BANKING ROYAL COMMISSION
Smaller lenders fear they will be left at a competitive disadvantage behind the big four banks if new protections for small businesses extend too far into uncharted waters, chief banking lobbyist Anna Bligh says.
Ms Bligh's Australian Banking Association and the corporate regulator remain locked in a dispute about the definition of a small business, and therefore how far a revised industry code and its new protections extend.
The former Queensland premier defended the banks' conservative approach over the threshold that must be met for businesses to gain the protections and entitlements of the new small business section of the code, as it awaits approval from the Australian Securities and Investments Commission.
"The banks have indicated to ASIC that part of their conservatism on this is frankly we are in uncharted waters," the ABA CEO told the banking royal commission on Thursday.
"They haven't made loans of this size in these circumstances before."
The ABA wants the code to apply to small businesses with loans up to $3 million, compared to the $1 million limit under unfair contract legislation.
But ASIC favours - and others including the small business ombudsman back - the $5 million limit recommended by the independent reviewer of the Code of Banking Practice.
Ms Bligh said banks were uncomfortable about the $3 million cap, as they had to take on more risk with a small business loan.
They felt distinctly uncomfortable about a $5 million level, particularly in the case of smaller regional banks with smaller loan books, she said.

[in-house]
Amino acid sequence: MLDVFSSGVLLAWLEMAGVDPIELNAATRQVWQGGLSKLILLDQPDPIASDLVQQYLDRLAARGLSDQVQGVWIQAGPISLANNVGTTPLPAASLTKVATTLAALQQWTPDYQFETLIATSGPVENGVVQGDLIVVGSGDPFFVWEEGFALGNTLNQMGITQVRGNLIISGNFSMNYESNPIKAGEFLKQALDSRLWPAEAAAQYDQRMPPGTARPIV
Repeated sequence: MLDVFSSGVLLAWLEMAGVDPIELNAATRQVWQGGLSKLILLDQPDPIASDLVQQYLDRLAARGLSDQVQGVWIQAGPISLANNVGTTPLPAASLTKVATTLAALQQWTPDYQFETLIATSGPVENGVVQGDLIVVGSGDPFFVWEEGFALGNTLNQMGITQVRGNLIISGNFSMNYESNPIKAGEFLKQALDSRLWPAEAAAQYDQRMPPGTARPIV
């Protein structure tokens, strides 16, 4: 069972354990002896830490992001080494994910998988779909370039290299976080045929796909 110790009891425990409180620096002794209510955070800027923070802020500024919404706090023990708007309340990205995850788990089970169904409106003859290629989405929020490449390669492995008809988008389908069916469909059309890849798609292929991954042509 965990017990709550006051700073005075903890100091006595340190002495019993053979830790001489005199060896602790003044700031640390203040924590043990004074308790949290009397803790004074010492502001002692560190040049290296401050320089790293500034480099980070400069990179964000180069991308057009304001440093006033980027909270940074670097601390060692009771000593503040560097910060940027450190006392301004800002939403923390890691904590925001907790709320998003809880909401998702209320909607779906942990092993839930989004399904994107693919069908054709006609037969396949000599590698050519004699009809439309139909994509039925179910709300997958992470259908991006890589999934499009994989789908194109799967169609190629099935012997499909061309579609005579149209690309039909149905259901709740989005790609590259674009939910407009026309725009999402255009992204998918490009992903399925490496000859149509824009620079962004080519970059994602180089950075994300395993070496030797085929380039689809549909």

"(They) feel that not only will they be exposed to a high degree of risk with such contracts but that because of the size and nature of their loan book, that will put them at a competitive disadvantage against the four major banks."
They expect the effect of the code would be felt on a higher proportion of their business loans compared to the big banks, which Ms Bligh said affected their risk appetite when managing their loan book.
Ms Bligh said banks were open to a two-year trial at the $3 million threshold, reviewed by ASIC, with a view to raising it to $5 million if their concerns were not realised.
She said it was a matter of finding the middle line between the small businesses that would be more appropriately dealt with almost as retail customers and the large and sophisticated businesses.
The debate between the ABA and ASIC was put on hold pending the royal commission's two-week public hearing into small business lending, which ends on Friday.
Ms Bligh said the new code will address a number of the issues raised in the royal commission and create more protections for consumers.